Girls are raised in a society where flattering clothing means clothing that makes you look skinnier. Where fat is an insult more often than a noun and not just a physical description but a reflection of personality. Where “you look healthy” is what you say when a girl gains weight, but “you look good” is what you say when a girl loses weight. Girls are raised in a society that teaches them it is their own responsibility to be as small as possible because they do not deserve to take up space.
Before pursuing stand-up comedy full-time, Hari Kondabolu was a human rights activist. At first telling jokes was a cathartic release from the intense work he did with victims of hate crimes and workplace discrimination. In today’s interview he recounts how he began to incorporate aspects of his work into his comedy:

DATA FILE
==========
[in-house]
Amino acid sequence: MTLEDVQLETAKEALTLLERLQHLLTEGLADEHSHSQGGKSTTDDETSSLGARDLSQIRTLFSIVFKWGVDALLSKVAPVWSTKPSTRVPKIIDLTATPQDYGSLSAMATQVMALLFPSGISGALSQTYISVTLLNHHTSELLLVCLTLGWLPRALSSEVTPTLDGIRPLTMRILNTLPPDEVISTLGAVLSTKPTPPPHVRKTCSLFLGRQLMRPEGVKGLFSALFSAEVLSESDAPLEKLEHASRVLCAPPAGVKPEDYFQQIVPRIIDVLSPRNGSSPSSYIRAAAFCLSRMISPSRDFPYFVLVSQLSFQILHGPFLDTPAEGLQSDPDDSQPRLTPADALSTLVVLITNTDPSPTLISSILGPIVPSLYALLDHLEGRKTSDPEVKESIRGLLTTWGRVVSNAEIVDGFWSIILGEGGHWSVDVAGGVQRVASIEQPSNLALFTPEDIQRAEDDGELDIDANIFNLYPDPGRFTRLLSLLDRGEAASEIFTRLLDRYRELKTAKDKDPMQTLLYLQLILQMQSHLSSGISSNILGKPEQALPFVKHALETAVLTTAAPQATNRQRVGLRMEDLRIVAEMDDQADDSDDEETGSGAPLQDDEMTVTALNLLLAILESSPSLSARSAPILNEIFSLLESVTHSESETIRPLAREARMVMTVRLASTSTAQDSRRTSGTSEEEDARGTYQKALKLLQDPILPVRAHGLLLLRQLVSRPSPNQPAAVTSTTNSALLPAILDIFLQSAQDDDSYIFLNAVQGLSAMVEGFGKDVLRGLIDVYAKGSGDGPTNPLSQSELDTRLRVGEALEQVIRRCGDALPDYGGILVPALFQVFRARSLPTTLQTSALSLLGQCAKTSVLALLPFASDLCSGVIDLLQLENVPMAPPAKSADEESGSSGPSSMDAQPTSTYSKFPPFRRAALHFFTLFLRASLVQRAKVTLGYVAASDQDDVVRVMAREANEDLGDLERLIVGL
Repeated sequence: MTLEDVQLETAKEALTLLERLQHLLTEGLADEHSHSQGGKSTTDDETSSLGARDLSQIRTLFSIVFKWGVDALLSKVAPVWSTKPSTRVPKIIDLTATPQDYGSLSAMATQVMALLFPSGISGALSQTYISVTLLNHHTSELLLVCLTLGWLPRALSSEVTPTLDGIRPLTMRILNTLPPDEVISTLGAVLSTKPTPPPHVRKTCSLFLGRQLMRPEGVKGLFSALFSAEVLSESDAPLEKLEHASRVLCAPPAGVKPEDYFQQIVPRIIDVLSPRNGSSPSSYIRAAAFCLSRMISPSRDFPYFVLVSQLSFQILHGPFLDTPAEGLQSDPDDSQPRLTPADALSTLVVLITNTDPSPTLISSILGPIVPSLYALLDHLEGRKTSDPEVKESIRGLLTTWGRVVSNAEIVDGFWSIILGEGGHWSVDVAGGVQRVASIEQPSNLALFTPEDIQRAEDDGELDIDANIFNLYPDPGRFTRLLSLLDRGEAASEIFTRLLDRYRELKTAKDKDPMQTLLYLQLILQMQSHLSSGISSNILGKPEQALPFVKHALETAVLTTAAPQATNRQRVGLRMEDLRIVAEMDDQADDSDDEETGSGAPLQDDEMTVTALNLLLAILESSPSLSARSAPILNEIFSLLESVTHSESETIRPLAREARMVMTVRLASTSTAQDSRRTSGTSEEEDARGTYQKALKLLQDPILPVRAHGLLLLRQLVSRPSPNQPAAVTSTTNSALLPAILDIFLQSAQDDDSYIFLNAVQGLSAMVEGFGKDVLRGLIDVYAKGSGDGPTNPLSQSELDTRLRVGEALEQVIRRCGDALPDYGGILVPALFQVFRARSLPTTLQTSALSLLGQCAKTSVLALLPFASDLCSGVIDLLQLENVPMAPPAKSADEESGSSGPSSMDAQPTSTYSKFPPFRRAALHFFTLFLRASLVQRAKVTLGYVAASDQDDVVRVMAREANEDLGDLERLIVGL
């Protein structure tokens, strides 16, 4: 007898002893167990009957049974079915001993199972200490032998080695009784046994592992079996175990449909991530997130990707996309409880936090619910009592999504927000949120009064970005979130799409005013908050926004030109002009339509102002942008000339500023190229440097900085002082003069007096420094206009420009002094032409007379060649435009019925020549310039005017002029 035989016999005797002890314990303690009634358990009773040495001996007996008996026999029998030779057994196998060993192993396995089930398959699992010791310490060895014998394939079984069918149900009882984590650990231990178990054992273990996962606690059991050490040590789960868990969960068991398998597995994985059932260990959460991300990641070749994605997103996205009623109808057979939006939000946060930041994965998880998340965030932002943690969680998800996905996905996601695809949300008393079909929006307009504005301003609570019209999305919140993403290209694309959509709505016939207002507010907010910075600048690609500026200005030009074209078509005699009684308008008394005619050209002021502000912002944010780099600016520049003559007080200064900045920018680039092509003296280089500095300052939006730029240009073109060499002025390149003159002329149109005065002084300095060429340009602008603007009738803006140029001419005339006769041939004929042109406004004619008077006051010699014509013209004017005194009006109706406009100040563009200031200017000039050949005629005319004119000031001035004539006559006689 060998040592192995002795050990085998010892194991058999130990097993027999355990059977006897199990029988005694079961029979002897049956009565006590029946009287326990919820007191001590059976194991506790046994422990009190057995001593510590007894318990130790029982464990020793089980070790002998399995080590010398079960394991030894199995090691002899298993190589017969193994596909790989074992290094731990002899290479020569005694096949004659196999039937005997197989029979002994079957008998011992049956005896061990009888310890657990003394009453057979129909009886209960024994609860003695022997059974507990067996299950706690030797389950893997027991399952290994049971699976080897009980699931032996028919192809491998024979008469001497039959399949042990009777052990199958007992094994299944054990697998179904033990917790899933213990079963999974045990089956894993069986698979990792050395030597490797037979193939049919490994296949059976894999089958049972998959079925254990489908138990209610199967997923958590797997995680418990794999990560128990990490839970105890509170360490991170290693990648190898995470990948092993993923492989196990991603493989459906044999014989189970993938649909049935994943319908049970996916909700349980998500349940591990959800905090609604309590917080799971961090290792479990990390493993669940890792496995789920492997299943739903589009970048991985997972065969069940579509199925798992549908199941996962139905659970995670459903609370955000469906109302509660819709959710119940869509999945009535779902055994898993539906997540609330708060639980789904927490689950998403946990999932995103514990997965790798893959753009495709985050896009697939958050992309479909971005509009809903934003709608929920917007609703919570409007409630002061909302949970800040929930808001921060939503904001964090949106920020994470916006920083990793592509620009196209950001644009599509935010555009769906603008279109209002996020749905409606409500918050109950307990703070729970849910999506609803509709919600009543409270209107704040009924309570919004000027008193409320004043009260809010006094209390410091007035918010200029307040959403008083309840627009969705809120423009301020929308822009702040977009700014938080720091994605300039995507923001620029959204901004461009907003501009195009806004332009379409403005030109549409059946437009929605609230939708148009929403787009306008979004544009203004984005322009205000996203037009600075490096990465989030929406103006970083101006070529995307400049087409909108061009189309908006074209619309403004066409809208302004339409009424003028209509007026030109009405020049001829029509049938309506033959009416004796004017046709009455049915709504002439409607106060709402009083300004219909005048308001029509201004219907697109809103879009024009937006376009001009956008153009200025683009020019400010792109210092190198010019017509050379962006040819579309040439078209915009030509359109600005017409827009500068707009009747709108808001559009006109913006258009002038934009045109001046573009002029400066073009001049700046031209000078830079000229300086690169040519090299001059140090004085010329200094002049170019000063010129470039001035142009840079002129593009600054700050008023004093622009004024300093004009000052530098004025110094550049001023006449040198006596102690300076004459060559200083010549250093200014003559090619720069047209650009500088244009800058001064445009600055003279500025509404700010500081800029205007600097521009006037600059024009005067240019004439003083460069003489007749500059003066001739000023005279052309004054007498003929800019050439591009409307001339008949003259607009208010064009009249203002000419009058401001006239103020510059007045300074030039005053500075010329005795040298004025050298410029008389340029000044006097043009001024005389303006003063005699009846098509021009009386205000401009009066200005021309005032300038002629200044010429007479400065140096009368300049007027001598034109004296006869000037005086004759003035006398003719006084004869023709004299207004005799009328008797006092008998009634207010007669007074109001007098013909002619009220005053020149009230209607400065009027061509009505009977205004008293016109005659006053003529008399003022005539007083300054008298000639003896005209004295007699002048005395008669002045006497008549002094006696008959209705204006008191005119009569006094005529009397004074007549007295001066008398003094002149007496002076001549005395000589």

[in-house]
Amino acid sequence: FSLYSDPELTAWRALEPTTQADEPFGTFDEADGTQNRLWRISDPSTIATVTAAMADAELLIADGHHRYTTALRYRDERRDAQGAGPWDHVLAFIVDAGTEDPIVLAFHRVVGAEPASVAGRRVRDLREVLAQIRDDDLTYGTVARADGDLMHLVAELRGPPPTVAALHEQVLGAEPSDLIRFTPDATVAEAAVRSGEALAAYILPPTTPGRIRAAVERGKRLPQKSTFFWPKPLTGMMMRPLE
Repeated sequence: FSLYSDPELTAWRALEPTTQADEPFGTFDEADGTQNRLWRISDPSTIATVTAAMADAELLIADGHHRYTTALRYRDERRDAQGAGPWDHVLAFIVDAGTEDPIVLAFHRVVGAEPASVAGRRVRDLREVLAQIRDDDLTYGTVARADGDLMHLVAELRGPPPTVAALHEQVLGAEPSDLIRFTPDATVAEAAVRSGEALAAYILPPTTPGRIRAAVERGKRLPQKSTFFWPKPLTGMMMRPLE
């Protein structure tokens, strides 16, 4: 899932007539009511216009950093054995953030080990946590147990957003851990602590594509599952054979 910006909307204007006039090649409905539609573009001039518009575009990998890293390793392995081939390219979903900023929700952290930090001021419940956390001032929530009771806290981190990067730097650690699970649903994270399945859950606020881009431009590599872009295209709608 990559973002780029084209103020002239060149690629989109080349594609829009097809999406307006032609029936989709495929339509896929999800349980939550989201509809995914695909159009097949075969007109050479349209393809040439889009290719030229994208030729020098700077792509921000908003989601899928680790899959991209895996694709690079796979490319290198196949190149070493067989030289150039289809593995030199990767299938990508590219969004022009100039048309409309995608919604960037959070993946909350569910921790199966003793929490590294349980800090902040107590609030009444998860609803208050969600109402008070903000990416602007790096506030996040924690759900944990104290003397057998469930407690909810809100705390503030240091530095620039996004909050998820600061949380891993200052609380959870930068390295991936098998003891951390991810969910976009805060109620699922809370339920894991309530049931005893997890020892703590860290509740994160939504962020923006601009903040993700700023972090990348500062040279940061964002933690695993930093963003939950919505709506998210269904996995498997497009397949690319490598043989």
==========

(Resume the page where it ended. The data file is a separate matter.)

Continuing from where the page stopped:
"I used to do a bit where I used to read the U.S. citizenship application onstage. I think that’s part of just being overeducated and wanting to do document analysis, but I’d actually bring it on stage and read questions. Because for people who don’t know, this is what immigrants have to go through to gain status in this country and it’s absurd and it’s something we take for granted as American citizens.
Sometimes that was hard in a club on a Friday night and it’s 10 o-clock and everyone’s drunk and there’s a dude on stage reading a form, it’s a strange thing to read a government form in front of a bunch of drunk people.”
Hari’s new comedy album is called Waiting for 2042.
Photo by Kyle Johnson
An interesting model of our solar system’s path as it travels through space in the Milky Way.
Certainly a departure from usual models that show the Sun as a static object, which it certainly isn’t
I had no idea this was happening. Where are we going?
To fuck some shit up